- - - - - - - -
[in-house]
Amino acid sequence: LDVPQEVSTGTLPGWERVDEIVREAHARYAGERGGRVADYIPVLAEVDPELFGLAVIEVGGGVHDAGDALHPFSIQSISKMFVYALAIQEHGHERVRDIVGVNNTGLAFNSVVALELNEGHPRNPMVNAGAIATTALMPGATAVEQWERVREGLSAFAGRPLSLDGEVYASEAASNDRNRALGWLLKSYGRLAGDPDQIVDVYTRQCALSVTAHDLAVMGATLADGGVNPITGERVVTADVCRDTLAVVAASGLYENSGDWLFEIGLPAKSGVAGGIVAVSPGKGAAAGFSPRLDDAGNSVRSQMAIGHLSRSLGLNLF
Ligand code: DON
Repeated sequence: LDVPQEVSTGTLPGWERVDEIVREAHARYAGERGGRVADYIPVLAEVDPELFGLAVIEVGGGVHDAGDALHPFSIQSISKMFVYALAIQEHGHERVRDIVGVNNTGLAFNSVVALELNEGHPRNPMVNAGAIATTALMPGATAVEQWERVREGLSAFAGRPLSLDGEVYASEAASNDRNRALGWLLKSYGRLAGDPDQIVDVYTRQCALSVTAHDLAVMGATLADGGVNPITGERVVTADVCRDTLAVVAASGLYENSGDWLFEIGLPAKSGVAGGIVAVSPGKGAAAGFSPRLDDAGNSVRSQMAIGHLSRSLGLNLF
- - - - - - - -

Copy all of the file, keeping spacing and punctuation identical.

[in-house]
Amino acid sequence: LDVPQEVSTGTLPGWERVDEIVREAHARYAGERGGRVADYIPVLAEVDPELFGLAVIEVGGGVHDAGDALHPFSIQSISKMFVYALAIQEHGHERVRDIVGVNNTGLAFNSVVALELNEGHPRNPMVNAGAIATTALMPGATAVEQWERVREGLSAFAGRPLSLDGEVYASEAASNDRNRALGWLLKSYGRLAGDPDQIVDVYTRQCALSVTAHDLAVMGATLADGGVNPITGERVVTADVCRDTLAVVAASGLYENSGDWLFEIGLPAKSGVAGGIVAVSPGKGAAAGFSPRLDDAGNSVRSQMAIGHLSRSLGLNLF
Ligand code: DON
Repeated sequence: LDVPQEVSTGTLPGWERVDEIVREAHARYAGERGGRVADYIPVLAEVDPELFGLAVIEVGGGVHDAGDALHPFSIQSISKMFVYALAIQEHGHERVRDIVGVNNTGLAFNSVVALELNEGHPRNPMVNAGAIATTALMPGATAVEQWERVREGLSAFAGRPLSLDGEVYASEAASNDRNRALGWLLKSYGRLAGDPDQIVDVYTRQCALSVTAHDLAVMGATLADGGVNPITGERVVTADVCRDTLAVVAASGLYENSGDWLFEIGLPAKSGVAGGIVAVSPGKGAAAGFSPRLDDAGNSVRSQMAIGHLSRSLGLNLF